Recently I did a survey about writer’s block and discovered some heart-rendering reasons why people aren’t writing at their desired output.
You told me that you were juggling more than one job to make ends meet, that you were exhausted from home-schooling and that you were suffering from grief. For some, your income had dropped and you were stressed about it. Some of you are coping with sickness or a disability, either yourself or a member of your family. On top of that you are experiencing a huge dollop of pandemic stress.
These last two years have been hard, really hard. We’ve all been adversely affected by the pandemic even if we haven’t had covid-19 ourselves or haven’t lost a loved one to it. The lockdowns and uncertainty have taken their toll. We’re all burned out, one way or another.
And that might mean that you are not where you want to be with your writing.
I know successful bloggers who’ve hit a wall and authors who can write a book every two or three months who now have several unfinished work-in-progresses sitting on their computer. They just can’t seem to get anything over the line.
It’s okay to not be the writer you once were or would like to be. This won’t last forever.
Ease the pressure on yourself
If you always feel as though you are failing then this will take a huge toll on your mental as well as your physical wellbeing. One way of being kinder to yourself is to loosen the expectation.
Maybe you used to publish a blog every day but now you can only manage it once a week – that’s okay.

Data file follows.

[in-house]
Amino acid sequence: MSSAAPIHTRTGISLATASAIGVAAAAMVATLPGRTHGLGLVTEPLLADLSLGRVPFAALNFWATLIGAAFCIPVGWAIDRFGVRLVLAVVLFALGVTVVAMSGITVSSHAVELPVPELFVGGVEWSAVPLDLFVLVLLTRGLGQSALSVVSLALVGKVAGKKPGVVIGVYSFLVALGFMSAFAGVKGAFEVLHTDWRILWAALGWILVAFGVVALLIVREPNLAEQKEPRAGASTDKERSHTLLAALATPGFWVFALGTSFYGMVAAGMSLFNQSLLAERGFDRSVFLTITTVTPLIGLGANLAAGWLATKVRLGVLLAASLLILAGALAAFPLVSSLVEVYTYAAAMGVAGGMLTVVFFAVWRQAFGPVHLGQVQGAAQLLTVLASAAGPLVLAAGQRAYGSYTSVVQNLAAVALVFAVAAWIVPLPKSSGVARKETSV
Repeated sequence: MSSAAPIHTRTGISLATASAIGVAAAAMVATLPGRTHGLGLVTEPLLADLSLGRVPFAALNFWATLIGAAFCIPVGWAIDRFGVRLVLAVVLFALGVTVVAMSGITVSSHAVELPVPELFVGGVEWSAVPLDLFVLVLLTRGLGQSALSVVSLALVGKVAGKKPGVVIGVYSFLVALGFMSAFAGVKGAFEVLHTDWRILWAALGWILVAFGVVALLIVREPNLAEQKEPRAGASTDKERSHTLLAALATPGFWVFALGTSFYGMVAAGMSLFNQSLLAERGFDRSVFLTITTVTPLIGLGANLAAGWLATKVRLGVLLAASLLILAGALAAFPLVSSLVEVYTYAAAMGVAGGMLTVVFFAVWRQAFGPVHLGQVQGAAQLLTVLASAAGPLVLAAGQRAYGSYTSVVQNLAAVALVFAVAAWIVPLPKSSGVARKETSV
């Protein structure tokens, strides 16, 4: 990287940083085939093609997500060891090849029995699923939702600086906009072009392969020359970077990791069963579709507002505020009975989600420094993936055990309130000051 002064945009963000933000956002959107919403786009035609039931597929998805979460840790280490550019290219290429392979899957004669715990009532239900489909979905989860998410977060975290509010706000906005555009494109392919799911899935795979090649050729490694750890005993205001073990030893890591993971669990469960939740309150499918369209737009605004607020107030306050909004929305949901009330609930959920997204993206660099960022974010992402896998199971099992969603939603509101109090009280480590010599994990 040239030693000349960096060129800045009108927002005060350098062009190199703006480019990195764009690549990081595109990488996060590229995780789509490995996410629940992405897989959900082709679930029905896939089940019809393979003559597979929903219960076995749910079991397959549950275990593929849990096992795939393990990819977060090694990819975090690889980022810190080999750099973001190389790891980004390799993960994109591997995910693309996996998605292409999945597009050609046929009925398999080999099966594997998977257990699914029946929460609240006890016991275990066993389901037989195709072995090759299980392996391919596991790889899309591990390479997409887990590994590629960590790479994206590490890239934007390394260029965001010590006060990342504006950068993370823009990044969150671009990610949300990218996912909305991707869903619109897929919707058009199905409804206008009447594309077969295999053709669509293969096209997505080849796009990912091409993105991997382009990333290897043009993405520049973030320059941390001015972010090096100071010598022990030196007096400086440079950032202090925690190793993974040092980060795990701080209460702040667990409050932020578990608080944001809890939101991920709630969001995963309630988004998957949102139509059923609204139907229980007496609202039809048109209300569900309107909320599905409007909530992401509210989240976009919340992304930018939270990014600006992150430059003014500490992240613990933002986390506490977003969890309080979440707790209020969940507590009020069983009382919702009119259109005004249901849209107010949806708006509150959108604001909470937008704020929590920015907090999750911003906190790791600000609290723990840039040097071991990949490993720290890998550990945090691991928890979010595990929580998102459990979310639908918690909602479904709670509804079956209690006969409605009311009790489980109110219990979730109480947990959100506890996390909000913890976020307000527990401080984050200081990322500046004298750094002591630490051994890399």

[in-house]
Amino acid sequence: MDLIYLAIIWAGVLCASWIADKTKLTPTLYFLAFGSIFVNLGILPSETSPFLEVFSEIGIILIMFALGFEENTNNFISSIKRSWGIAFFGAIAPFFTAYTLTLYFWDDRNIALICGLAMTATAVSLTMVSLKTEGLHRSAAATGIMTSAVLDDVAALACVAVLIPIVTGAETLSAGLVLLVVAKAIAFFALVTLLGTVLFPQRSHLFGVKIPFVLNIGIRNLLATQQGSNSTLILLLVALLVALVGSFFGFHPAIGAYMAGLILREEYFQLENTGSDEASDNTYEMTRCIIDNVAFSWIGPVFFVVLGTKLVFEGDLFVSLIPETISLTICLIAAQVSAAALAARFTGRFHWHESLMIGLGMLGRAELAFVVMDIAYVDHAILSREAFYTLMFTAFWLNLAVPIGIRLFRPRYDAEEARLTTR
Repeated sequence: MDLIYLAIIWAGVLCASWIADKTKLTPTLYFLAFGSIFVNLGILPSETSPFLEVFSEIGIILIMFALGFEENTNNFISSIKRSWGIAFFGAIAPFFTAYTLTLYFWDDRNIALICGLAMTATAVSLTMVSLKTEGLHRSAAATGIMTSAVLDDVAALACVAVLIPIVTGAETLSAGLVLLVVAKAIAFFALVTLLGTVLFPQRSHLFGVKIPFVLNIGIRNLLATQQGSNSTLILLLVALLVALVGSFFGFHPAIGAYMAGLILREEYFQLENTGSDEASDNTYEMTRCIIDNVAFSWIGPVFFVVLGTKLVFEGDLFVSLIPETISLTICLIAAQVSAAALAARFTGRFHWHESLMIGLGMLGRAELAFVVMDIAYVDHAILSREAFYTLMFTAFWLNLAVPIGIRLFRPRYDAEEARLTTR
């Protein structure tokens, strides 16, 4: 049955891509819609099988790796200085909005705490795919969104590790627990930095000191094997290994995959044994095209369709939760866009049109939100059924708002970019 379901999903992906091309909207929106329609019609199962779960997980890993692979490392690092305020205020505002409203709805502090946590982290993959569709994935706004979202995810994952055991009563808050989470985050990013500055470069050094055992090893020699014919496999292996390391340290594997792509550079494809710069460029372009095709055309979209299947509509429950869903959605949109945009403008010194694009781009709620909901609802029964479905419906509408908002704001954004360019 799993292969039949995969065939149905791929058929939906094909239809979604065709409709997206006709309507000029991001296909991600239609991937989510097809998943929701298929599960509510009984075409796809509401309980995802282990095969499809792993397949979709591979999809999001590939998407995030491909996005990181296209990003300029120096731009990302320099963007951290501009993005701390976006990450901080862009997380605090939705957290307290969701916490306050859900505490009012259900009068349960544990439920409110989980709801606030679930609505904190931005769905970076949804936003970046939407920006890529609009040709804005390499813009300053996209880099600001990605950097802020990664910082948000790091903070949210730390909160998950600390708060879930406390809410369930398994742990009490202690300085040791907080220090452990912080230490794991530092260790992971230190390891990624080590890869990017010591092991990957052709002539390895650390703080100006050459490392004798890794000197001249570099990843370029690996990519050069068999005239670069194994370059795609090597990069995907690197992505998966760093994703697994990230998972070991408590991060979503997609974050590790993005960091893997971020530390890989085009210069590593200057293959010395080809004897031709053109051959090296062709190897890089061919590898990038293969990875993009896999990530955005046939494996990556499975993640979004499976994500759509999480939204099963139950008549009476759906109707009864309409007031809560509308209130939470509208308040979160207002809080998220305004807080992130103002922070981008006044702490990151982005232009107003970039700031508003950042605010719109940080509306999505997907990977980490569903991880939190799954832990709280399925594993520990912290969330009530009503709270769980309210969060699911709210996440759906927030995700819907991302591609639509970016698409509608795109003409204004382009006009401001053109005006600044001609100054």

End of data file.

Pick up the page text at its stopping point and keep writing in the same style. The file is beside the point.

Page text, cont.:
Maybe you used to get up early and crank out 2000 words before you started the day job. But now you’re too exhausted to get out of bed. That’s okay.
Maybe your editing pace has slowed and the manuscript for this novel is taking longer to whip into shape than the last one. That’s okay.
If your expectations are high and you feel that you are constantly failing then this is only going to create more stress and negative feelings.
We are hard-wired to see the negative and it is easy to see failure in ourselves. But setting the barre lower and saying “I did this” and “I did it consistently” will increase your motivation and your well-being. It might even lead to better long-term results.
In The Trenches
Last year I did a Time Genius course with Marie Forleo. While the main focus of the course was about productivity and getting things done, there are times when life is so difficult that you can’t be your usual dynamic self, you can’t be “business as usual”.
She describes this as being “In The Trenches” and that you need to give yourself the grace and space to be there, for as long as it takes.
She posed the following questions to help build a pathway through difficult times:
What is the MOST important thing for you to focus on right now? What is this season of your life asking of you?
What goals, plans, or activities will you pause, amend, or let go of to make space for this new priority?
How can you best take care of yourself right now? What boundaries do you need to put in place to protect your sleep, health, and self-care?
If your writing has to take a back seat or a lower priority, that’s okay. If you can only write for half of the amount of time you used to, that’s okay. If you have multiple projects and have to drop one or more of them to focus on the most important, that’s okay.
Plod gently, at a pace that is suitable for your current circumstances. Build a new, kinder routine, with lower expectations. That doesn’t mean giving yourself an easy time. It’s about being compassionate with yourself and continuing as best you can.
Celebrate what you do achieve, both in your writing and in other aspects of life.
You will get through this. You will adjust to new conditions. You can heal.
Better times will return.
I’d love to know what you thought of this article. Do you agree that sometimes you have to lower your expectations or should we be pushing on through, regardless? Please leave a comment. Let’s get a discussion going.
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